Be vocal. Tell your fitter everything. Especially if you aren’t swinging well, or if you happen to be abnormally crushing it. The more info you give your fitter, the better your shaft fit will be.
Don’t show off. The fitter doesn’t care if you can knock it over the fence at the back end of the range, or if you can poke a hole through the studio’s net. Swing at your go-to speed, as if you’re on your home course’s toughest hole and you need to hit your best drive of the day. If you’re grinding through balls like Golfzilla hoping to reach a 110+ mph swing speed, your fitting will be a waste of time.
Be open-minded. Just because you’ve always used a certain flex, length, etc., don’t let that fool you. In our blind testing, both of our golfers (the low- and high-handicapper) actually favored shafts that were different than the ones on their current driver. Don’t psyche yourself out by thinking things like, “I’m way too strong for an S-flex” or “I’m just not good enough for an X-flex.” Instead, when you get fitted, ask the fitter to not tell you what flex he’s recommending, and if need be, have him cover the specs on the shafts with black tape so you can swing without any preconceptions. Our blind fitting proved that when we know what the flex is, both low- and high-handicappers swing a little differently to adjust. But when testing blind, repeatable swings were easier to accomplish, and there was less adjusting.

A final thought: When getting fitted, the goal is to settle on the shaft that’s best for your swing, not the swing you wish you had. Stay within your means and get fitted in a comfortable environment.

Question 3: I’ve heard about shaft loading. What is that?

Answer: There are two things a shaft does when you swing it, load and unload. (We can already hear shaft-fitters grumbling about the strength of that statement. We know, guys. A lot more stuff happens, but we’re trying to keep it simple, okay?) Basically, a shaft flexes, then it unflexes. When it first flexes, it’s called loading. That happens during the transition from backswing to downswing. Think of it as pulling the rubber band of a slingshot or a bowstring. Some players load the shaft tremendously, like Sergio Garcia who retains a tremendous amount of lag through his transition. Other players have slower transitions, where the downswing starts slower and perpetually increases speed. They load the shaft much less.

How does this affect you? Simply put, how much you load the shaft affects how much it has to unload through the impact area. If you load too much and the shaft doesn’t release soon enough, control will be a serious issue for you. On the other hand, if the shaft doesn’t load enough or if it’s so stiff that it unflexes too soon, your distance is going to suffer. A fitter with a watchful eye will make recommendations based on your shaft loading and your swing speed, two factors that always ought to be considered together. If you simply go by swing speed, you won’t get the whole story, because it doesn’t tell you when your shaft is loading or unflexing. Some golfers, even though they may have a slow to moderate swing speed, may benefit from a stiffer shaft because they transition from their backswing to their downswing quickly. Conversely, some players with fast swing speeds can get away with a more flexible shaft because they transition slower and have a bigger overall arc. There are a lot of factors to consider in fitting, and how you load the shaft is crucial since it affects your shot quality tremendously.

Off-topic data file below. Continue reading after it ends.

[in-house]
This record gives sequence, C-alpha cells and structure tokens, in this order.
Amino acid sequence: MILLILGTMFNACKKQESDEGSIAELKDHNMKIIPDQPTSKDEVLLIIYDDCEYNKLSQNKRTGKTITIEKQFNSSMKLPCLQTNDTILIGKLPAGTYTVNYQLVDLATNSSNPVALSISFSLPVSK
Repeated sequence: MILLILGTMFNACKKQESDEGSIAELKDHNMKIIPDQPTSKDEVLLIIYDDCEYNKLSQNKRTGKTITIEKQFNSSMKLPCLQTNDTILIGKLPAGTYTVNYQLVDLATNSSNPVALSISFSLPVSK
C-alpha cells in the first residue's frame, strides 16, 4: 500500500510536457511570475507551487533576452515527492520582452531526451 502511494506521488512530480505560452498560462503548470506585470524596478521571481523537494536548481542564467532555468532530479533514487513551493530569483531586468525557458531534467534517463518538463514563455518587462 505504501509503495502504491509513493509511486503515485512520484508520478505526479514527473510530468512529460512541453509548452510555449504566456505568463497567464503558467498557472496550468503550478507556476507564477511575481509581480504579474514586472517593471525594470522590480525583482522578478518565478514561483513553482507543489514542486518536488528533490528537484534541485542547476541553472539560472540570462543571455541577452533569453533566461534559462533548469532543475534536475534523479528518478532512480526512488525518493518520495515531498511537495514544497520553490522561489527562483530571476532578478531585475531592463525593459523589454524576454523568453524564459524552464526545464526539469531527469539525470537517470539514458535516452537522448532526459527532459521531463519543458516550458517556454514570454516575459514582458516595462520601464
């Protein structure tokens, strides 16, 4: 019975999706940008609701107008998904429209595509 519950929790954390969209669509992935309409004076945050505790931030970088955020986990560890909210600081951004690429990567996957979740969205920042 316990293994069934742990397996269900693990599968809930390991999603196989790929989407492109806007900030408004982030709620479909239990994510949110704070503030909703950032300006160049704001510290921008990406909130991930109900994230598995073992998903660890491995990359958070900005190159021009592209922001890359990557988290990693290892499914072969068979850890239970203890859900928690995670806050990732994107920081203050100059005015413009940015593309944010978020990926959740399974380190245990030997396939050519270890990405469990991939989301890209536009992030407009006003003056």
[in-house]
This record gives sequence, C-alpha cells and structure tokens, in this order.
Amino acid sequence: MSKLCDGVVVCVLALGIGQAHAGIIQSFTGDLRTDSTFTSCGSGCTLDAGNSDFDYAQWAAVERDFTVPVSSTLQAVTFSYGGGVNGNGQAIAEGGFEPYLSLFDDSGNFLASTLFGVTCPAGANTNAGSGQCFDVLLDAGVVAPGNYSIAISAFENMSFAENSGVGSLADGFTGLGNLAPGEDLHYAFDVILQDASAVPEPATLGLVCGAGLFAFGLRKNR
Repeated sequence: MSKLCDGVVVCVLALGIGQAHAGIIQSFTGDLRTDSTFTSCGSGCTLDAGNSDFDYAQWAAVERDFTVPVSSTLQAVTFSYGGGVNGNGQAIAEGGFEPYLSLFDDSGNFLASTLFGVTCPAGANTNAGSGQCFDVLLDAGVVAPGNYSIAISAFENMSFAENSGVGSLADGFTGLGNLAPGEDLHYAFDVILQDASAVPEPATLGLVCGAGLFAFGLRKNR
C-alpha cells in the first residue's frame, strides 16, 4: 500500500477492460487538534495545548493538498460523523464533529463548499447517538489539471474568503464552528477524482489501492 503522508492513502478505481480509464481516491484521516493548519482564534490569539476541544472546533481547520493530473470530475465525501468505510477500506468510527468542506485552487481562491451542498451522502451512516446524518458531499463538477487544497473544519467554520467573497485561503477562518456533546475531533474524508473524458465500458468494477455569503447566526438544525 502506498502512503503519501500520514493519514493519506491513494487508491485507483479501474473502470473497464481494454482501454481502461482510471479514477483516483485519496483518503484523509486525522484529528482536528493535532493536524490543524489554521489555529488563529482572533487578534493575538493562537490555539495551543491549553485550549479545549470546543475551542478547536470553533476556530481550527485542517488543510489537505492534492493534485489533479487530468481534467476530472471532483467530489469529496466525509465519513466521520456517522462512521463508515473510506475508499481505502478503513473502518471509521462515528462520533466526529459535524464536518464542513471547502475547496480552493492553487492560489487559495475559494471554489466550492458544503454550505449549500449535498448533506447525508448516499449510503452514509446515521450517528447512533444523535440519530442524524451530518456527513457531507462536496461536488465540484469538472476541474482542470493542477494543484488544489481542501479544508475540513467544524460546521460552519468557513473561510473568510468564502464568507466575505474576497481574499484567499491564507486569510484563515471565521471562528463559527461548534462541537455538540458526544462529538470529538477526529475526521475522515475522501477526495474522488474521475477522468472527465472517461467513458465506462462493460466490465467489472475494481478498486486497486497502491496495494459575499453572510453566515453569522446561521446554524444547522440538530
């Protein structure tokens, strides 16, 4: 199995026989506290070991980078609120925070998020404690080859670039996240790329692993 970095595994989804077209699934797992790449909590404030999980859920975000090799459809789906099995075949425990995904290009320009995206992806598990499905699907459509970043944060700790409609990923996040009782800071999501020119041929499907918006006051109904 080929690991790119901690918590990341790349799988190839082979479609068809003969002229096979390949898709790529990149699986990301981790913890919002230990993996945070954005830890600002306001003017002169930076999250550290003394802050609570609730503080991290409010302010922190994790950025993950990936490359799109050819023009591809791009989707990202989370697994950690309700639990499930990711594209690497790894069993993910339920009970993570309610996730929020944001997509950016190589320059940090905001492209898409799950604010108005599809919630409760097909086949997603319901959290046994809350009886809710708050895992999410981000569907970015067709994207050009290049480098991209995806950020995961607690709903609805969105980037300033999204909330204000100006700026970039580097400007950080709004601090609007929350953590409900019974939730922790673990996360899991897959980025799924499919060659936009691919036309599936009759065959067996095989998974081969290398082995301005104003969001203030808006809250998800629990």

A shaft’s frequency rating comes from using a special machine that oscillates the shaft in a controlled matter. The fewer the oscillations (more often referred to as cycles per minute–CPM), the stiffer the shaft.

Tour Talk KBS Iron Shafts

Already in play by several top touring professionals, the KBS Tour Steel shafts are best known for their unique step design that reduces the radius and mass of each step proportionally to the center line of the shaft. kbshafts.com

Question 4: Are all shaft companies the same underneath the paint job?

Answer: No way. Not in the least. Different shafts from different companies are constructed in their own way, and each has individual characteristics and performance benefits. The elite shafts have better tolerances and shaft uniformity–two reasons they cost more. Some flex more consistently, droop/deform less (impress your fitter and ask what “droop” means), etc. As for wear and tear, it’s not likely your shaft will deteriorate from usage. If anything, nicks and dings from inside the bag, trunk, etc. are what may cause your shaft to break or wear (treat them nicely, and they’ll treat you nicely).

You heard it here, folks. We’ve tested a lot of shafts, and, generally, the premium shafts do perform better than discount shafts, but there isn’t enough data to support that claim as unequivocally true. Many value shafts are a great buy. What matters most are the shaft performance characteristics and the fit–flex, weight, torque, etc.

Question 5: I have the perfect driver shaft. What about the rest of my clubs?

Answer: Matching your driver shaft with your fairway-wood shafts may seem like the logical next step, but before you cough up a lot of cash for an upgrade, consider what you want to achieve with your woods. You may prefer a lighter, softer fairway-wood flex to hit higher shots. A good fitter will match fairway shafts (swing weight, grip size, etc.) so they feel more like your driver, even though the shafts may be a different brand, type, etc.